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Swagger and Tenderness exhibition showcases people and faces of the South Bronx

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NEW YORK — There’s a unique exhibit on display at the Bronx Museum of the Arts called Swagger and Tenderness. 

As CBS2’s Zinnia Maldonado reports, the stars of the show are people from the neighborhood.

It all started back in 1979 when local artists John Ahearn and Rigoberto Torres began casting people from the South Bronx, continuing to do so for nearly four decades.

Now, more than 60 portraits are on display at the Bronx Museum of the Arts. It’s the first time the artwork has been exhibited together at home for the very people represented therein. 

“It just gives you Bronx, it gives you like this is me,” Bronx resident Kiera Beltran said. 

Casting involves making a mold and pouring liquid material onto the skin. The result is a life-like self portrait. 

Beltran was casted by the artist duo several years ago. She said to see not only herself but many members of her family now on display for the world to see is unbelievable.

“It feels good, especially with the pearl earing, because everyone knows me as Kierra with the pearls,” she said.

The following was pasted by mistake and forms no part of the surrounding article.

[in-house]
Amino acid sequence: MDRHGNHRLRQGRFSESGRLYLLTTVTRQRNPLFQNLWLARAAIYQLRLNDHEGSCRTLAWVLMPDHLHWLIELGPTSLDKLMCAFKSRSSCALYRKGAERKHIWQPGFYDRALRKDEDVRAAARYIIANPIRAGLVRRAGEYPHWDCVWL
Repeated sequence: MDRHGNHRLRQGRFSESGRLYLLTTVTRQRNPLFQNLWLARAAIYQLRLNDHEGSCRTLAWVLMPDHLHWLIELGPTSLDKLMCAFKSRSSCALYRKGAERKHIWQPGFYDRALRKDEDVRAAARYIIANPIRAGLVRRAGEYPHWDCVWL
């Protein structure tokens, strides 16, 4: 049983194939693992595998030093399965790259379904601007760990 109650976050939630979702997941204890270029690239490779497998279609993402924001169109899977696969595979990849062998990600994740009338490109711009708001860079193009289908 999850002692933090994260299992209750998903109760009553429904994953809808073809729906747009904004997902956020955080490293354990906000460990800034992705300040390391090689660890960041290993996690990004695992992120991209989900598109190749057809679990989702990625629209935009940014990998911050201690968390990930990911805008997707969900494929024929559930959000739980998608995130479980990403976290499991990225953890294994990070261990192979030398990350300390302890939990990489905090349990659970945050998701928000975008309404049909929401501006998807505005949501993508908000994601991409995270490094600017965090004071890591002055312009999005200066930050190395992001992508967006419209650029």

The exhibition mirrors all different residents of the South Bronx — from firefighters to fortune tellers, to bakers, to lovers of basketball. 

“You look at every statue and it tells a story. Everyone has an important person with them or an object, an animal,” said Beltran. 

The artists say to share their unique experience of casting people right in the middle of a neighborhood or inside someone’s home gives more meaning to the art on display. 

“Many of the pieces have already been shared by people in the Bronx locally, but in this show we can make it more public and everybody can see it together… There’s a lot of love in these sculptures and a lot of love for each other,” Ahearn said. 

“You’re bringing some kind of happiness of thrill that people enjoy seeing themselves, being a part of it,” Torres added.

Literary activist Ron Kavanaugh, who co-organized the exhibition, says the show’s main goal is to bring attention to the value of every individual who has helped shape the proud, unique and influential community of the South Bronx. 

“This exhibition is about them, it’s about their history, their culture,” he said. “This is not some abstract exhibition of people they’ve never seen or will never meet. These are their neighbors.”

“It’s giving a message, it’s giving a story, it’s giving the truth,” said Beltran. 

The exhibition will be on display at the Bronx Museum of the Arts from now until the end of April. 

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